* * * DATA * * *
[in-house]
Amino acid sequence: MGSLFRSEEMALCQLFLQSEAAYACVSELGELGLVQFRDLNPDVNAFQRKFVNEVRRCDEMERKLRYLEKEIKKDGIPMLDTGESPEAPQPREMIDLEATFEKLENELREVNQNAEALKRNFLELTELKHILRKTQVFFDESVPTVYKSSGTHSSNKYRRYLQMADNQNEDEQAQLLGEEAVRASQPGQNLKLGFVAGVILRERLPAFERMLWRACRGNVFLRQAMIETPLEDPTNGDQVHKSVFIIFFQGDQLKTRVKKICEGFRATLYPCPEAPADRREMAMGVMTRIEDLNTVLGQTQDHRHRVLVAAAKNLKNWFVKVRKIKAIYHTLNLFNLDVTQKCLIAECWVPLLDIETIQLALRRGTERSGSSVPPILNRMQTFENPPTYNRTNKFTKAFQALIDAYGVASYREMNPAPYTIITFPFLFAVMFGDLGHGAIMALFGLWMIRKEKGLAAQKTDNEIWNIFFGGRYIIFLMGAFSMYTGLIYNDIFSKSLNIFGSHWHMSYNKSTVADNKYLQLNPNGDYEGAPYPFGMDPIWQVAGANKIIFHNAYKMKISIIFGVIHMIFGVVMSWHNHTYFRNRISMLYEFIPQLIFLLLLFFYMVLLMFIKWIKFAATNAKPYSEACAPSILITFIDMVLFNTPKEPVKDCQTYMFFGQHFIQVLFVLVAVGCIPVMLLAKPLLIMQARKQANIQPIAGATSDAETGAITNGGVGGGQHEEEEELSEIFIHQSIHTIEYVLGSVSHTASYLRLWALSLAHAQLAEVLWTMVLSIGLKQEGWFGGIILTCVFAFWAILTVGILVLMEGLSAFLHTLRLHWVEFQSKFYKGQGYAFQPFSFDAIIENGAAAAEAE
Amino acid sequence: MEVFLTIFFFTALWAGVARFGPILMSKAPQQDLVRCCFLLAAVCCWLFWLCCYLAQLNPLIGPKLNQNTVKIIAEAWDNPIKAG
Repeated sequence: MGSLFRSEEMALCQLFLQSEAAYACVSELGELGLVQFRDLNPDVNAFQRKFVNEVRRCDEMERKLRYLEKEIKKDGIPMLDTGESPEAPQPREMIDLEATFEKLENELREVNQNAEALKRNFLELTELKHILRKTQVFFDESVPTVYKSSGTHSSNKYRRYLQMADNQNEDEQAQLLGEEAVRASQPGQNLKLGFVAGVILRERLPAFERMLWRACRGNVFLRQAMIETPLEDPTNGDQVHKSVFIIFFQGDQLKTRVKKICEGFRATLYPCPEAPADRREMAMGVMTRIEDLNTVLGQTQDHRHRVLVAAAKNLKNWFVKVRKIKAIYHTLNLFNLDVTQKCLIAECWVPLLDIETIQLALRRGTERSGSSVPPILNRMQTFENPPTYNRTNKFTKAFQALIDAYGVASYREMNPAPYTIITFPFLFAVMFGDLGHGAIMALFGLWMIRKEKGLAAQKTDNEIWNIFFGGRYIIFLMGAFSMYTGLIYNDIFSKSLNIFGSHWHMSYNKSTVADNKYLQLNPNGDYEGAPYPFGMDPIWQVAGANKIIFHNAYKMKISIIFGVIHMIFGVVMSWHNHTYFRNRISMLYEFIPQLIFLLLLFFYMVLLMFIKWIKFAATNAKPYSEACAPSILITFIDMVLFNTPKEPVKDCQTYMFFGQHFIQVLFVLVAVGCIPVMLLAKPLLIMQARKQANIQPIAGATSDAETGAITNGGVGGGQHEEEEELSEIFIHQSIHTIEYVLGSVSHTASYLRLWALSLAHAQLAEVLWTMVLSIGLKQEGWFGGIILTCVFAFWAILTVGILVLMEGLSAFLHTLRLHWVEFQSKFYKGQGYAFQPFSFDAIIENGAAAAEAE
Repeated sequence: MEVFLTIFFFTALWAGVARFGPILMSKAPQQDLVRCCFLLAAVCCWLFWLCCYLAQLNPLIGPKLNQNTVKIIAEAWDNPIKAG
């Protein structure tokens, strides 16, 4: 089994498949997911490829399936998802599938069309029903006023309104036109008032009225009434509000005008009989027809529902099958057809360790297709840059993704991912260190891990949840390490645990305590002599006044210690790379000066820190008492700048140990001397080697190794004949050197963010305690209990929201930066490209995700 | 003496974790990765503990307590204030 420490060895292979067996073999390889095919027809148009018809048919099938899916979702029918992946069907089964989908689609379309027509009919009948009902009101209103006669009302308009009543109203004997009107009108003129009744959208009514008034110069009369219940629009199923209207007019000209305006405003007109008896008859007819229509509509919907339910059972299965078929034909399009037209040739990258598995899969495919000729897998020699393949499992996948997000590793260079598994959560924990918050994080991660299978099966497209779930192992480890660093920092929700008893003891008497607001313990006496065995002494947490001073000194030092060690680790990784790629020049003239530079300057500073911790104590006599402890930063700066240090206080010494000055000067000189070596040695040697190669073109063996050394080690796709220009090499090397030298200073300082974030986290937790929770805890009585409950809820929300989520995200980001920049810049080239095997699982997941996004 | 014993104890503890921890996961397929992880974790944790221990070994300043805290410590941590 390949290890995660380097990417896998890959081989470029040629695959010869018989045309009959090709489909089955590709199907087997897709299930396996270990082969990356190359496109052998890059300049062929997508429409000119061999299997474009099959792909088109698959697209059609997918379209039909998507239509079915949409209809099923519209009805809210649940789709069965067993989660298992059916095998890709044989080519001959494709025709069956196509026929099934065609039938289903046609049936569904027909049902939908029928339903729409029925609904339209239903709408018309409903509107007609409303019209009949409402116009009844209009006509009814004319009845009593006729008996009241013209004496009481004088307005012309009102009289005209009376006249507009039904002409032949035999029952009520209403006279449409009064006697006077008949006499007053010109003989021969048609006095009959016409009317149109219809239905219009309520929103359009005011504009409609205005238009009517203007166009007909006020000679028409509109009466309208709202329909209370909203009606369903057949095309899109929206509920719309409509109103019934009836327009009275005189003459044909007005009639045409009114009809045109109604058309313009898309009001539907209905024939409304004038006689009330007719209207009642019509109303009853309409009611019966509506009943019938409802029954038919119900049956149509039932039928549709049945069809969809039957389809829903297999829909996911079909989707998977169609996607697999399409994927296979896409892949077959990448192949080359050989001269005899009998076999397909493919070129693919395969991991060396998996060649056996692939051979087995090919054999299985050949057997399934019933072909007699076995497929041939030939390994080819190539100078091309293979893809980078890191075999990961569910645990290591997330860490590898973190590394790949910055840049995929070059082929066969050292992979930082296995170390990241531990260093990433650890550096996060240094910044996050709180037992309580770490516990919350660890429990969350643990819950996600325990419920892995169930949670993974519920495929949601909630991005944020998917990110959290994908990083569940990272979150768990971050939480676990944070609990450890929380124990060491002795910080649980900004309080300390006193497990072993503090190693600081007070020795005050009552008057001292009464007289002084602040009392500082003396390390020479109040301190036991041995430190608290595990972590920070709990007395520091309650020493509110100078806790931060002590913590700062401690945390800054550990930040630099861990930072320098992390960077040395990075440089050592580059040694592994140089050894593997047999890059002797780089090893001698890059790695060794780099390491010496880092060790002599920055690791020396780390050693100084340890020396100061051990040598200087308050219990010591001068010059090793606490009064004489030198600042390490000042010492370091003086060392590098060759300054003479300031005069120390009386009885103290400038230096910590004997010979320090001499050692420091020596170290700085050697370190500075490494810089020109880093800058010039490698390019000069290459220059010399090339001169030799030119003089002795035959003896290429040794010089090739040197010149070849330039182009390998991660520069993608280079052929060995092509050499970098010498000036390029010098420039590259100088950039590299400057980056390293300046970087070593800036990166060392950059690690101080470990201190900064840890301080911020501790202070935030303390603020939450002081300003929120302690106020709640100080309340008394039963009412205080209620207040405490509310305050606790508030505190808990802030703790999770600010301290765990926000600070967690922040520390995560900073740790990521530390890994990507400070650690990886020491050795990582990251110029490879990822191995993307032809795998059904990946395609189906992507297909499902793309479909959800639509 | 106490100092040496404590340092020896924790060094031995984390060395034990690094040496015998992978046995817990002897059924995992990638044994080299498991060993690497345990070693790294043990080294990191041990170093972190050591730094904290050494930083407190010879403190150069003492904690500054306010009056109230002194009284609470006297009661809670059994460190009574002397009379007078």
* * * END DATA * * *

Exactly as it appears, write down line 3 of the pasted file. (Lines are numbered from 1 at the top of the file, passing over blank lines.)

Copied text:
Amino acid sequence: MEVFLTIFFFTALWAGVARFGPILMSKAPQQDLVRCCFLLAAVCCWLFWLCCYLAQLNPLIGPKLNQNTVKIIAEAWDNPIKAG